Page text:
The Light Rogue (Extended)-24°c to -30°c (light or no winds)
Description: It’s cold but nice. Perfect example of the difference between dry and humid cold. Equivalent (in my opinion) of about -15° or so in the south. If the sun is out it’s gorgeous to just go trooping around or hop on a skidoo. Bear in mind that if you’re snowmobiling treat your wardrobe as if you’re dealing with a serious wind chill because going at moderate to high speeds will generate bitter conditions for exposed skin.

Selected Gear: Jeans or thick cotton Khakis (w/thermal underwear underneath optional) or snow pants, wool socks, t-shirt (long or short), sweat shirt w/hood or fleece liner (optional if wearing just a parka), winter jacket or light parka, beanie, insulated gloves, scarf (optional depending on blowing snow conditions), insulated winter boots


The Bear (Basic)-24°c to -30°c (medium to strong winds w/wind chill of -45°c or so)
Description: Okay. Here’s where you start respecting and fearing the cold. Once the wind kicks in at these base temperatures it totally changes the playful wardrobe choices. Now your start bundling to prevent as much wind from touching your skin as possible without turning yourself into an oven. Doesn’t matter if you’re making short treks or long, time to start dressing for the north.

Selected Gear: Snow pants (w/thermal underwear underneath optional), wool socks, t-shirt (long or short), fleece liner (optional if wearing just a light parka), light or heavy parka, beanie, insulated gloves, scarf, mask or balaclava, temperature rated insulated winter boots, goggles (optional)


The Bear (Basic)-30°c and higher (light winds w/wind chill of about -40°c or so)
Description: Once it’s past -30°c in base temperature it’s generally accompanied by SOME kind of wind. Even the slightest winds change the dynamics of the base so much. Not much change in what you should be wearing.

Selected Gear: Snow pants (w/thermal underwear underneath optional), wool socks, t-shirt (long or short), fleece liner (optional if wearing just a light parka), light or heavy parka, beanie, insulated gloves, scarf, mask or balaclava, temperature rated insulated winter boots, goggles (optional)


The Bear (Ho-Lee-Shit)-30°c and higher (strong winds w/wind chill of holy shit)
Description: No. Seriously. No. Unless you’re stuck outside already there’s no reason you should be on foot for any long periods of time in weather like this. When the wind chill is so cold that Fahrenheit and Celsius don’t matter anymore it’s brutal. People can and have died in weather like this so don’t play around with fate too much. If you have to go out, dress as if you might get lost. Better safe than sorry. These are very real temperature you might encounter on a skidoo so be very prepared.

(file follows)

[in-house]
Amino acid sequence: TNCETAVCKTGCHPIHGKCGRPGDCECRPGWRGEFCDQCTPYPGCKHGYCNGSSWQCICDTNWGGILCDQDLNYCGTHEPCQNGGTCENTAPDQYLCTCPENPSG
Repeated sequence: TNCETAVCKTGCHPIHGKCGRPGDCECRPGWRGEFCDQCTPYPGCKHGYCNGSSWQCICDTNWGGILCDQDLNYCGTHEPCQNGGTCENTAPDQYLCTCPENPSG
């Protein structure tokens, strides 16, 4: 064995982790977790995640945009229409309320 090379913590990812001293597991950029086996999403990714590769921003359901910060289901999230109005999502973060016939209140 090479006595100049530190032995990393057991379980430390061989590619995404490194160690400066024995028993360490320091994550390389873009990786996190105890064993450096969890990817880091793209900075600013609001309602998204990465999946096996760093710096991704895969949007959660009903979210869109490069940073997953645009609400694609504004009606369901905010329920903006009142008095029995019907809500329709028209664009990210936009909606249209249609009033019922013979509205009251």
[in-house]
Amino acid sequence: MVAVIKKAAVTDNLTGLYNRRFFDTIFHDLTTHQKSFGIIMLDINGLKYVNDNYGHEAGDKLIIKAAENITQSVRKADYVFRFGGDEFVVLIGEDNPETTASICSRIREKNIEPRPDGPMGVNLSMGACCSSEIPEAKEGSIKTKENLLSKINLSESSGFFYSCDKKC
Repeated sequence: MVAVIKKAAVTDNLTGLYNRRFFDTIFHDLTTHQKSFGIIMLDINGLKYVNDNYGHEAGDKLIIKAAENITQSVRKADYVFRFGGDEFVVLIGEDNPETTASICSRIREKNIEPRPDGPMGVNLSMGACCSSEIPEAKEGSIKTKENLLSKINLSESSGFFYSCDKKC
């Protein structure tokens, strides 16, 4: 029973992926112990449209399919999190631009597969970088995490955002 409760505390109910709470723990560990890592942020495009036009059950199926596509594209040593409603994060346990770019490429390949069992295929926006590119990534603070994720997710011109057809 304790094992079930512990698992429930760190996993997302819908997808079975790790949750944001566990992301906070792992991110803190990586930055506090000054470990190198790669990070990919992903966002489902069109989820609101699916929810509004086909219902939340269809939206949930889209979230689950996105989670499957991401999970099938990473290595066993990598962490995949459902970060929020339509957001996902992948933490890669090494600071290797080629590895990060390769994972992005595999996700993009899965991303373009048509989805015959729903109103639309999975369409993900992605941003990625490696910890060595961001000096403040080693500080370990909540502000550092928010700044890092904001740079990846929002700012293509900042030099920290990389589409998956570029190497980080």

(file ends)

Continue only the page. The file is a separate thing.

Selected Gear: Snow pants w/thermal underwear underneath, wool socks (possibly doubled based on footwear), t-shirt (long or short), fleece liner, heavy parka, beanie, polar mitts, scarf, mask or balaclava, temperature rated insulated winter boots, goggles.


The moral of this post is, yes buying artic clothing and gear is highly advisable but no you probably won’t have to use it ALL the time. As you adapt up here you will develop your own style of layering. To each his (or her) own.

It’s hilarious waking down the street on those brutally cold and windy days and not recognizing your closest friends. Everyone is super bundled and looks the same. We’re all united in the freezing cold. I’m sure it’s a neat analogy on life up here if I chose to dig deeper into it.

Maybe another post…

Advertisements

Movin’ On Up

I’m quite certain that Ian mentioned that we’ve recently passed our six months in Nunavut milestone.  It’s kind of strange, considering it feels like we’ve been here for a year and a half, but not in a bad way.  We miss our families greatly, but have had several Skype events with both sides of the family.  Oh, and if anyone is interested in Skyping with us…or any other video chat you might use…please let us know.  We love seeing friends!

So the six month milestone meant a couple of things.  One, our dental plans have kicked in.  Yay!  And two, if we didn’t have the good fortune of subletting from a contractor without an employee to fill the apartment, we would have been homeless.  Or living out of a hotel.  Neither of which are good options living in a city such as Iqaluit.

We wanted to hold back on releasing this exciting news until the ink dried on the lease, but the lease isn’t ready yet.  And since we’ve already seen the unit, and have several pieces of e-mail correspondence confirming it’s ours, we feel we can make the announcement.

We finally have a permanent apartment of our own to rent!  No one will kick us out at a moment’s notice.  No more subletting.  It’s ours!

Yup. After so many years of apartment living, we finally have the top floor!

So, Ian’s already been making preparations by starting to take furniture down, pack items into crates that we have, and assemble new cardboard boxes so we can pack up more.  Best part about the new place?  It’s in the same building!  The implication there?  Well, remember I already live in the same building I work in?  Yup…the door partially obscured by the minivan is the main door to my office.  Sweet!  I may just install that fire pole after all.

Now we just have to move up one floor to the other side of the elevator/stairwell.  Should be a pretty sweet move, and we’re hoping to make it pretty casual.  Still, if anyone up here is interesting in helping out, we wouldn’t turn it down.  And thanks to Missy’s most recent trip down south, we now have some chocolate and cheese for a wicked fondue party once we’ve settled in.